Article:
I think Visual Studio .NET is a pretty darn good IDE. Don't get me wrong, it has it's quirks (anyone else have to use TaskManager to 'Switch To' VS.NET when it becomes "stuck" in the task bar?) and idiosynchracies that I could do without. All in all, though, it has a lot of great features and is a very productive environment.

I really like Windows Server 2003 and IIS6. Windows 2003 seems to be a "lessons learned" operating system with a bunch of nice new features to boot. IIS 6 has a well architected process model with nice XML configuration and the whole nine yards.

So, they've got the development environment and the platform down pretty well. They are missing the boat BIGTIME though when it comes to rounding out the rest of the development lifecycle. Here are my beefs:

  1. Enterprise Servers - The pricing is very competitive and the features also stack up very well with the competition. Where is the developer connectivity on these products though? I mean, only 3 or 4 of the server products have managed APIs and those are definitely 1st gen APIs. Why does it appear that this was an afterthought to the .NET Framework, et al? It took over 6 months after the Framework was released before a server was .NET enabled. Even then, there doesn't seem to be any visual connectivity from VS.NET Ok, I shouldn't be too harsh because in the last six months they have released versions of Content Management Server, Commerce Server, and Sharepoint Server that have managed APIs. Those servers are definitely where the most of the development is being done (from what I have seen) in the market. The problem here is that I had a hard time selling the enterprise servers before these versions came out. The ONLY people I could get to buy in to the .NET enabled versions of these products were the hardcore Microsoft shops who would have bought them regardless.
  2. Source Control - Visual Sourcesafe 6.0xyz. Yeah, 'xyz' is the next super minor build that will be available next month. Ok, kidding aside, Sourcesafe needs to be seriously overhauled and/or replaced. I'll bet anyone $100 dollars that it is being replaced but it is WAY too late. Other products are propping up and I'm very tempted to buy them. Microsoft is lucky that I invested money in Sourcesafe and I don't want to have to reinvest. It's not a good thing when your source control product is probably considered the most unreliable product available in its space. It's especially disconcerting when your development products are used by millions of developers. I would argue that Visual Sourcesafe should be retired and a completely new product pushed. I don't trust Sourcesafe and I've used it for quite some time; I know new folks don't trust it because they only hear horror stories. Microsoft, PLEASE give us a more robust source control product.
  3. Build Process - Holy cow, Batman! Microsoft only has one answer for the build process and it was created by a consultant from a third party?! Not only did they not create the software but it didn't appear until almost a year after the first version of the .NET Framework rolled. I know they have an extensive build process for their software. Why, then, do they not see the need for all of us to use a build process. Wait....they do. It's in the prescriptive documents but they do not provide us with any tools to facilitate this process. Microsoft, PLEASE give us some build tools.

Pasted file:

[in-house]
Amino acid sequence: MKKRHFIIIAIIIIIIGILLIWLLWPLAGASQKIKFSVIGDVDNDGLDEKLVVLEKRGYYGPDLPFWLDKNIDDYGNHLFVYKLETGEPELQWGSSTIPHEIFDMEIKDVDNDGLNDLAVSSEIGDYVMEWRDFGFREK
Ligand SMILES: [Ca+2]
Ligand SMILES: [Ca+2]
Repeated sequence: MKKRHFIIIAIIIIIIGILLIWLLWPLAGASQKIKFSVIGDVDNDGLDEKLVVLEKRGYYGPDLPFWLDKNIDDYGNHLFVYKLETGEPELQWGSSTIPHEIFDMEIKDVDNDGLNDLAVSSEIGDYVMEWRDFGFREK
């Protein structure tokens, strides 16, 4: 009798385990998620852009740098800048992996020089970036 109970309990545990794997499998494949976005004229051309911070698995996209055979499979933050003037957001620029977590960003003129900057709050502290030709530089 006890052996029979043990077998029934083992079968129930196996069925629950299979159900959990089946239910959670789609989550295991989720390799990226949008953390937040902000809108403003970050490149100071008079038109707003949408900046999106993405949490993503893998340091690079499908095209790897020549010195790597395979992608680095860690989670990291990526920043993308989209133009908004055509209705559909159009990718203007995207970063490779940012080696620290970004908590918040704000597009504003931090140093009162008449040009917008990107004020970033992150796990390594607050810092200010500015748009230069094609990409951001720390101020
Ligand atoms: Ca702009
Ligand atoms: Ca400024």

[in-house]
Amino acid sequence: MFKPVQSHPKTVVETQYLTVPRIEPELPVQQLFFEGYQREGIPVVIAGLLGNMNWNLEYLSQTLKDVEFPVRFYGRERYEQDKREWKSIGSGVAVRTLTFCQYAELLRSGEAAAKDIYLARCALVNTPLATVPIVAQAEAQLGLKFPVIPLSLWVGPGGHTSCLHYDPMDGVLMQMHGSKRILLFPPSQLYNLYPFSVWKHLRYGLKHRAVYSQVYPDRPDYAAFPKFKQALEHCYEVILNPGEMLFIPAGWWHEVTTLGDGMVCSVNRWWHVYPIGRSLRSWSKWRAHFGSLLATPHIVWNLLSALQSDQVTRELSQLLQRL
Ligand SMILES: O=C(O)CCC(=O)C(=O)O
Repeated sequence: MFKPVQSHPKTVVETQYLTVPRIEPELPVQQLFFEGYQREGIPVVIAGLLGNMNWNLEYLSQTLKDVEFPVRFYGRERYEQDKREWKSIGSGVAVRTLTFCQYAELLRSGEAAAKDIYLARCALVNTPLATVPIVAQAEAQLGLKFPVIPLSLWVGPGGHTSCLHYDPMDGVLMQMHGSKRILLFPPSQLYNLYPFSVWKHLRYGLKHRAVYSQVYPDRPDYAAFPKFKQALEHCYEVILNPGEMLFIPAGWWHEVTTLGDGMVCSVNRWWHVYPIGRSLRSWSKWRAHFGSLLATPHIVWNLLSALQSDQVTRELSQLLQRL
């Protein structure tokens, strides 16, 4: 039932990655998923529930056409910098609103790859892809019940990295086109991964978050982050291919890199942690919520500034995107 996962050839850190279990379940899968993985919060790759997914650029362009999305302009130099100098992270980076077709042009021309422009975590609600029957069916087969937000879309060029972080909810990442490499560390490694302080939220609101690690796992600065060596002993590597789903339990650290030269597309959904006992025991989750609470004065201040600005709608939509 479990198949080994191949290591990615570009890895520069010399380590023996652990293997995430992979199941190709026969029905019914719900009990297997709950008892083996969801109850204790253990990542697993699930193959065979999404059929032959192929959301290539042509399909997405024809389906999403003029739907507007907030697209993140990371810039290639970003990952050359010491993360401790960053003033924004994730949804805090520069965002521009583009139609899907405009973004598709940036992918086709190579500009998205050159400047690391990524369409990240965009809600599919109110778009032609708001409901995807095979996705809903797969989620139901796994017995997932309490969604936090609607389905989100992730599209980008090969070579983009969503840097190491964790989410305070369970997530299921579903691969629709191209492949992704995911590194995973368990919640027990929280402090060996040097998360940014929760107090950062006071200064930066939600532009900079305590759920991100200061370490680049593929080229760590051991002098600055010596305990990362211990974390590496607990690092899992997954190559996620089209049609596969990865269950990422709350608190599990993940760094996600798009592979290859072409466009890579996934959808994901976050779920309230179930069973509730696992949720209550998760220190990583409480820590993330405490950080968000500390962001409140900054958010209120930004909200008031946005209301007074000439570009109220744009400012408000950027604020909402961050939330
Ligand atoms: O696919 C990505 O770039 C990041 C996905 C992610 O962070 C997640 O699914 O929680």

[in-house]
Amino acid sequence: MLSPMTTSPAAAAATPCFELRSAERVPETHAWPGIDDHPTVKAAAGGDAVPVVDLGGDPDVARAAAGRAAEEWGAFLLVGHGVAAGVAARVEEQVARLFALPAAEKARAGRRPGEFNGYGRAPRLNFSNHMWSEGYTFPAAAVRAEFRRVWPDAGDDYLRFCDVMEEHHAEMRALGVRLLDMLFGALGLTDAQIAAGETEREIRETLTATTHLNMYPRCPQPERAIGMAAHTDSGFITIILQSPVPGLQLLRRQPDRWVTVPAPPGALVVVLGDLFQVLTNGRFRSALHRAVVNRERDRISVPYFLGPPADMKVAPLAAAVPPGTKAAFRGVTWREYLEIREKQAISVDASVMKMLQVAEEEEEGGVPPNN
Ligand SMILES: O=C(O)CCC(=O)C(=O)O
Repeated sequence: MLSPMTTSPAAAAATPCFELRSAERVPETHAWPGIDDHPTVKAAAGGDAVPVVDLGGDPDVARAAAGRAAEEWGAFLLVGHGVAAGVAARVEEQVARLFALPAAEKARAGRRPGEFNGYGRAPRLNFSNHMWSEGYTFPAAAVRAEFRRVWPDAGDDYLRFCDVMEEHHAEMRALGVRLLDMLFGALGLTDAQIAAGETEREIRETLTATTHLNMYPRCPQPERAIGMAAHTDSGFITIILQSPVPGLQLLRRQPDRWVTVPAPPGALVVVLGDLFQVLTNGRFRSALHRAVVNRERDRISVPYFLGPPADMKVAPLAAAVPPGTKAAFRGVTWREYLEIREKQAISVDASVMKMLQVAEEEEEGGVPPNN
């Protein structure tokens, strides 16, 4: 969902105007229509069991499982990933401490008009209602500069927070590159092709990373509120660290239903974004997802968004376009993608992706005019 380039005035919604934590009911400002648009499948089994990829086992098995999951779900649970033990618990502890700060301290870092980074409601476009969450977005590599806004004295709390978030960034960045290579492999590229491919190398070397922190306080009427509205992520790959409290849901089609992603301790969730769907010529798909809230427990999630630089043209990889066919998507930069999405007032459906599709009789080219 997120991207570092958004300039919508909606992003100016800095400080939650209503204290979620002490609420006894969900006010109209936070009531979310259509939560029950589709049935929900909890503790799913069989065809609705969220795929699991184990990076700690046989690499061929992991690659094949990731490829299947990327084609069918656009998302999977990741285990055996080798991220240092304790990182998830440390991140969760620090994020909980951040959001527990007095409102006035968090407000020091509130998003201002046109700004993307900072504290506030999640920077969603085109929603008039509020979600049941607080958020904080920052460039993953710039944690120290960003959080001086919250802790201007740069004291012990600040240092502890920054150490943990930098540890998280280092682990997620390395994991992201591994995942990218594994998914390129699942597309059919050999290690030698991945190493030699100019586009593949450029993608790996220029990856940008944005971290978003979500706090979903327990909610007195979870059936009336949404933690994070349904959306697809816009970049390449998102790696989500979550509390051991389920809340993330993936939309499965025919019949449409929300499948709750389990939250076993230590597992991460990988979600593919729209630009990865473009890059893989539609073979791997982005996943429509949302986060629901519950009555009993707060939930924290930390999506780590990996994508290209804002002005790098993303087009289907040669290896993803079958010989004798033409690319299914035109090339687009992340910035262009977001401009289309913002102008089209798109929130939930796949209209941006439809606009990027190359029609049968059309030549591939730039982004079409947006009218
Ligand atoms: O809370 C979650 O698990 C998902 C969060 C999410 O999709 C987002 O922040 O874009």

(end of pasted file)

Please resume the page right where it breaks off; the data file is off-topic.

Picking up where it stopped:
4. Testing - Microsoft does all kinds of unit tests, smoke tests, and every other kind of test you can imagine on their software. I'm willing to bet that they have some pretty nice testing tools/software that have been built over the years. Microsoft, PLEASE share some of your expertise in testing with us. We can all write better software and have better tools if you would open up your bag of goodies for everyone to use.

Now, I know about NAnt, NUnit, Draco.NET, CruiseControl, and the various source control packages on the market. Some of them I use and some I don't. The problem with most of the open source tools is that there is generally little documentation (I don't mean docs for the API; I mean usage documentation) and most Microsoft developers don't have a clue about open source tools (what they are, where you can get them, etc.). Keep in mind that there are hundreds of thousands of applications being written by government agencies, small and medium private companies, and many more organizations who don't have the staff or the expertise to glue a bunch of open source packages into a cohesive process for developing, testing, and controling software.

I work with a lot of software development shops (both in training and consulting) and I can say with 110% confidence that these issues need to be addressed by Microsoft for two reasons:

  1. These processes are a crucial part of the SDLC. If they are not in your organization then they should be. I'd be willing to bet that if you are not incorporating things like source control, build process, or unit testing then it is because you a) don't have the expertise or b) it's too time consuming given the current tools available. Microsoft, make it easier for these folks and do a better job of pushing these tools/processes in front of their face.
  2. Microsoft needs to do a better job of pushing best practices with developers. They have started to improve on this with the Patterns and Practices books but that only addresses one group of people (those with knowledge to implement the suggestions and those with the time to build the custom processes to support the process). There is a huge gap in the SDLC of most Microsoft shops and it's is partly Micrsoft's fault.

Whew, I feel better now.